I borrowed this book from the owner of a local friperie (second-hand store) called Wa’ou. The owner’s name is Celine, and she has a raucous personality and an awesome inability to keep her life out of her stories. She’s brash and crackle-snap smart – a no-bullshit store owner who will tell you a flat out that the dress is too big or too tight, and who will sometimes wear a sombrero and moustache to work because she can. She warned me that, potentially, only the first part of Fashion and Perversity was good, and so I’d like to forewarn you that I may be biased by Celine’s enthusiasms, not to mention her dark underlining.
In the first section of Fashion and Perversity the author, Fred Vermorel, literally assumes Vivenne Westwood’s voice. He puts on a big “I” hat and parades around, airing all Ms. Westwood’s laundry, while laying bare her naive submission to(and the cruelties of) her husband, Malcolm McLaren. Masquerading as someone who is still alive in order to tell your version of their life story is a scandalous and tawdry thing to do but, in this case, it works. If you don’t feel like reading much, you can indeed skip the rest. Still, in some sense the book does get even ballsier in the sections where, speaking in his own voice, Vermorel theory-ravages his own scene, basically, and then gives you bits of his own teenage-boy diary to triangulate the theory. I think the entire thing might be a smart twisting of situationist tactics.
Situationism is the movement/theory/millenarian mentality that much of the book describes. Situationism inspired many passionate art-makers in the sixties, and many senseless acts of violence. It was about creating disruptive contexts (like Westwood and McLaren’s famous SEX boutique) to jar the masses out of complacency and to bring about…something else. Taking the parts of this book together, Vermorel seems to suggest, like so many postmodern theorists before him, that situationism was mostly just a rhetorical loop, justifying semirational destruction but offering nothing in exchange.
Beyond this important but familiar argument, I think there’s something else smaller but more interesting going on. The whole book might bea pointed attack on an ego, motivated by a desire to tell the truth and show that Vivienne Westwood was always working in a subtler way, a more intelligent way – a more important way than her loudly vaunted and berated husband, McLaren, who supposedly created punk, was apparently an utter bastard. In this book he is accused of leaving his grandmother to die of starvation, and refusing to buy his little son shoes, while attempting to demolish Westwood’s career as a designer. For what it’s worth, he is even diagnosed – by the author – with Tourette’s.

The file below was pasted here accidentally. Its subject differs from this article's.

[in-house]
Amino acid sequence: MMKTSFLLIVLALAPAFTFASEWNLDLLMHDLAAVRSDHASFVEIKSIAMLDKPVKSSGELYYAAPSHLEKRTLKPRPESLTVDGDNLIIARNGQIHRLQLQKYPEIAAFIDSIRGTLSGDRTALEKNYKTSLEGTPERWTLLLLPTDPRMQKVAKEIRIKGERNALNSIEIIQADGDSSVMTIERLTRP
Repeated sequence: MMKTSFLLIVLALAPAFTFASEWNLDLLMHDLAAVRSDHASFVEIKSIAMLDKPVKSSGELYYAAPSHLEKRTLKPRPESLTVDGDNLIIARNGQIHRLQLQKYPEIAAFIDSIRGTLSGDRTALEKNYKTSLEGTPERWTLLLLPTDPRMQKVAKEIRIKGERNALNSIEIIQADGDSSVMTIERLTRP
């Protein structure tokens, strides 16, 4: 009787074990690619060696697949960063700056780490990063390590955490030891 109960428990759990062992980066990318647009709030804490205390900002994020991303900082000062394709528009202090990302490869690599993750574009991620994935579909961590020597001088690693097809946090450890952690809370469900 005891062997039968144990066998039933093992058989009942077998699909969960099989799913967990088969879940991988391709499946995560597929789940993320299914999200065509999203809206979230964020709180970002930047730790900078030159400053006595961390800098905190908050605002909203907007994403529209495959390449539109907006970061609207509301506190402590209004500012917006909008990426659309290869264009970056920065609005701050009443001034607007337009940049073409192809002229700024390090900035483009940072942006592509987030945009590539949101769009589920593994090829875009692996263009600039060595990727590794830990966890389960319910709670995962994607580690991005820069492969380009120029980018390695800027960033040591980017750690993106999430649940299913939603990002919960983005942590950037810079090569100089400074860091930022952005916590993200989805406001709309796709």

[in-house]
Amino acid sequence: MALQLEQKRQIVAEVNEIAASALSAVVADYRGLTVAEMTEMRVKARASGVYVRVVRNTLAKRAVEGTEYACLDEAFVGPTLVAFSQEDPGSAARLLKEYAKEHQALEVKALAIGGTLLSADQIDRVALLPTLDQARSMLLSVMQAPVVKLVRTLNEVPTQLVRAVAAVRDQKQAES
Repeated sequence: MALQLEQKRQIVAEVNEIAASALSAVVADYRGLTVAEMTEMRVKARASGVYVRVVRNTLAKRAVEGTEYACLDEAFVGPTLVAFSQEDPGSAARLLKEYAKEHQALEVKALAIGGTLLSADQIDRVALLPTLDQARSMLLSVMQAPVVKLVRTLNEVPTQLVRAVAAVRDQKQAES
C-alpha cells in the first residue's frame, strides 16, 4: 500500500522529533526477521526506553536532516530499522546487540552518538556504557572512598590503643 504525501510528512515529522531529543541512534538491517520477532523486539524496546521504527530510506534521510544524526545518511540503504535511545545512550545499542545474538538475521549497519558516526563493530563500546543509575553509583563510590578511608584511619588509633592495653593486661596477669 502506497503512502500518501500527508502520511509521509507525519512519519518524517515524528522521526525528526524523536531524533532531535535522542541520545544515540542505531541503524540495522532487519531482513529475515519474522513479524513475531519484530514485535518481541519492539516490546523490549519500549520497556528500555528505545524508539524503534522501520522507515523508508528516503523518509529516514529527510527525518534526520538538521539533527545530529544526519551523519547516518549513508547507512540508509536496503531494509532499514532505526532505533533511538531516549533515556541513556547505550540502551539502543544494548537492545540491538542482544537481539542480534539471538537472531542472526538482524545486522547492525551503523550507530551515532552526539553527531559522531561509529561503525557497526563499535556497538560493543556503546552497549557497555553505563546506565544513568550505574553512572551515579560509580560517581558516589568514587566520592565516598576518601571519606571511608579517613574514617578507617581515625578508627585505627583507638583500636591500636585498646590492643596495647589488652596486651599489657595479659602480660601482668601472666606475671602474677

Vermorel takes time to explain that Westwood worked hard, over decades, to draw fashion history into her own performance of situationism. Not only was Westwood pillaging ideas and ideals from centuries before to reinvent tailoring techniques and before to reinvent tailoring techniques and to deliberately echo scandalizing shapes and lines from other times, she also made clothes that would intentionally slip and fold and fall. The garment would gape and precipitate a set of gestures that were all part of the clothing coming alive, all part of the intangible, but carefully calculated and playfully political, dimensions of her designs.
The thing about this book is that you know it’s just a certain kind of true. It is incomplete, but still a completely valid perspective on events. And it’s utterly entertaining. Seconds after being pomous and ironically self-deprecating, Vermorel deliberately inserts graphic but utterly unsexy bits of sex. This is odd, art-school sociology, and thought it has its niaiseries (problems, sillinesses) it is also utterly dear and rereadable. Both Vermorel and the version of Westwood he adopts seem, though defiant, to quietly ache for you to understand: they were cruel as much as they were coy; stupid kids as much as they were wise publicists and revolutionaries; theoreticians as much as they were joking. Fashion and Perversity: A Life of Vivienne Westwood and the Sixties Laid Bare is a pretty good title, now that I think about it. It is just one life that Fred Vermorel unfolds for us – one among the many life stories that could get wrapped around Westwood, or the rest of us for that matter.
Celine says the first section of the book, where the author writes in Westwood’s voice, always gives her courage. She seems to have appreciated most of those sections were Vermorel-as-Westwood splashes out matter-of-fact relationship drama the likes of which only a Westwood (or Celine) strength character could survive. The fact that this book gives courage is pretty much the highest praise a book can get, I think. So screw scandal and propriety, embrace this brave book and, while you’re at it, begin taking notes for future books on your famous friends. This performative, subjective, autobiographical style has, I declare, a bright future ahead.
by Fred Vermorel, Bloomsbury, 1996
Reviewed by Risa Dickens (originally published in Worn Fashion Journal Issue 3)
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